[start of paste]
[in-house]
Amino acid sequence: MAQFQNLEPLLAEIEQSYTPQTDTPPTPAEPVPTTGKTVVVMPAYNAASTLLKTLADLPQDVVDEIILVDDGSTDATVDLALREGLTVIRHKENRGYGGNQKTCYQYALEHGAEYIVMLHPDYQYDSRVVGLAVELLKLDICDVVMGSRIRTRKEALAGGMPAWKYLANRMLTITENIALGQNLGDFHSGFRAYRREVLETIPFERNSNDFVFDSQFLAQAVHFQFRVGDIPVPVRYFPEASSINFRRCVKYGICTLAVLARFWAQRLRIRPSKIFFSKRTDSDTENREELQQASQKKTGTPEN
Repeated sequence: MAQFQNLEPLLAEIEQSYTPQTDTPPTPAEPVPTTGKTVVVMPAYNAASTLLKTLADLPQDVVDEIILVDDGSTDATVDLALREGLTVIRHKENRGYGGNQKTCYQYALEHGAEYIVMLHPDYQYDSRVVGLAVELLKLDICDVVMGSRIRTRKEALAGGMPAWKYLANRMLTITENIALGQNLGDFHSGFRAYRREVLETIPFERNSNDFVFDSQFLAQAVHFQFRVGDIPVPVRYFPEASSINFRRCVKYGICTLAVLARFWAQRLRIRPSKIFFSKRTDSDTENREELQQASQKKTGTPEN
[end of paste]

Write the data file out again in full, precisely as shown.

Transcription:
[in-house]
Amino acid sequence: MAQFQNLEPLLAEIEQSYTPQTDTPPTPAEPVPTTGKTVVVMPAYNAASTLLKTLADLPQDVVDEIILVDDGSTDATVDLALREGLTVIRHKENRGYGGNQKTCYQYALEHGAEYIVMLHPDYQYDSRVVGLAVELLKLDICDVVMGSRIRTRKEALAGGMPAWKYLANRMLTITENIALGQNLGDFHSGFRAYRREVLETIPFERNSNDFVFDSQFLAQAVHFQFRVGDIPVPVRYFPEASSINFRRCVKYGICTLAVLARFWAQRLRIRPSKIFFSKRTDSDTENREELQQASQKKTGTPEN
Repeated sequence: MAQFQNLEPLLAEIEQSYTPQTDTPPTPAEPVPTTGKTVVVMPAYNAASTLLKTLADLPQDVVDEIILVDDGSTDATVDLALREGLTVIRHKENRGYGGNQKTCYQYALEHGAEYIVMLHPDYQYDSRVVGLAVELLKLDICDVVMGSRIRTRKEALAGGMPAWKYLANRMLTITENIALGQNLGDFHSGFRAYRREVLETIPFERNSNDFVFDSQFLAQAVHFQFRVGDIPVPVRYFPEASSINFRRCVKYGICTLAVLARFWAQRLRIRPSKIFFSKRTDSDTENREELQQASQKKTGTPEN